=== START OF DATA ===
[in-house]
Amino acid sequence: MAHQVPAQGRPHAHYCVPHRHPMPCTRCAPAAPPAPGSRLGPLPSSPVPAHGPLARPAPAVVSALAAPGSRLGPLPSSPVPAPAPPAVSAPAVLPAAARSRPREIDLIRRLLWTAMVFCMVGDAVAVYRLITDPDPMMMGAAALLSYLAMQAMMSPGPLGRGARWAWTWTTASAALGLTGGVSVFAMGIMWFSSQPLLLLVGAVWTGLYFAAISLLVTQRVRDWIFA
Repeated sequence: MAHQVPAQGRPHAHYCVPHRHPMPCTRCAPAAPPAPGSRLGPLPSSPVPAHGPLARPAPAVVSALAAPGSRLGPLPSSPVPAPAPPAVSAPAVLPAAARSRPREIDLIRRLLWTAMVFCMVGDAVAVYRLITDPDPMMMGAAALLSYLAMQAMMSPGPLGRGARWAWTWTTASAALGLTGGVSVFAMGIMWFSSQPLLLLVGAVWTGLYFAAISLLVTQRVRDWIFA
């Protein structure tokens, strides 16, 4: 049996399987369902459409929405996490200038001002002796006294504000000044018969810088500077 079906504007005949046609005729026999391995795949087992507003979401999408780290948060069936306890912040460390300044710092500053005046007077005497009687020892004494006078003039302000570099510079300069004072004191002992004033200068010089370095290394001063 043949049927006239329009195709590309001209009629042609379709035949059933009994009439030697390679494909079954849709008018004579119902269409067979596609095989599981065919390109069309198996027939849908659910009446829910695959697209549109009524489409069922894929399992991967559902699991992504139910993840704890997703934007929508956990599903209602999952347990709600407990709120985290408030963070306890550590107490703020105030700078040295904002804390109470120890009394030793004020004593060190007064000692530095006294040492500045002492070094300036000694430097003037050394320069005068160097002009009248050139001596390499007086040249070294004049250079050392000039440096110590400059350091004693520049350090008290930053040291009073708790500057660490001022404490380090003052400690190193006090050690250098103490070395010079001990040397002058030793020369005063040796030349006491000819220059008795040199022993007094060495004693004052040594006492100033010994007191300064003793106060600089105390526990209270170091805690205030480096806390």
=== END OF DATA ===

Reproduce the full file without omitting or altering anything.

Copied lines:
[in-house]
Amino acid sequence: MAHQVPAQGRPHAHYCVPHRHPMPCTRCAPAAPPAPGSRLGPLPSSPVPAHGPLARPAPAVVSALAAPGSRLGPLPSSPVPAPAPPAVSAPAVLPAAARSRPREIDLIRRLLWTAMVFCMVGDAVAVYRLITDPDPMMMGAAALLSYLAMQAMMSPGPLGRGARWAWTWTTASAALGLTGGVSVFAMGIMWFSSQPLLLLVGAVWTGLYFAAISLLVTQRVRDWIFA
Repeated sequence: MAHQVPAQGRPHAHYCVPHRHPMPCTRCAPAAPPAPGSRLGPLPSSPVPAHGPLARPAPAVVSALAAPGSRLGPLPSSPVPAPAPPAVSAPAVLPAAARSRPREIDLIRRLLWTAMVFCMVGDAVAVYRLITDPDPMMMGAAALLSYLAMQAMMSPGPLGRGARWAWTWTTASAALGLTGGVSVFAMGIMWFSSQPLLLLVGAVWTGLYFAAISLLVTQRVRDWIFA
């Protein structure tokens, strides 16, 4: 049996399987369902459409929405996490200038001002002796006294504000000044018969810088500077 079906504007005949046609005729026999391995795949087992507003979401999408780290948060069936306890912040460390300044710092500053005046007077005497009687020892004494006078003039302000570099510079300069004072004191002992004033200068010089370095290394001063 043949049927006239329009195709590309001209009629042609379709035949059933009994009439030697390679494909079954849709008018004579119902269409067979596609095989599981065919390109069309198996027939849908659910009446829910695959697209549109009524489409069922894929399992991967559902699991992504139910993840704890997703934007929508956990599903209602999952347990709600407990709120985290408030963070306890550590107490703020105030700078040295904002804390109470120890009394030793004020004593060190007064000692530095006294040492500045002492070094300036000694430097003037050394320069005068160097002009009248050139001596390499007086040249070294004049250079050392000039440096110590400059350091004693520049350090008290930053040291009073708790500057660490001022404490380090003052400690190193006090050690250098103490070395010079001990040397002058030793020369005063040796030349006491000819220059008795040199022993007094060495004693004052040594006492100033010994007191300064003793106060600089105390526990209270170091805690205030480096806390």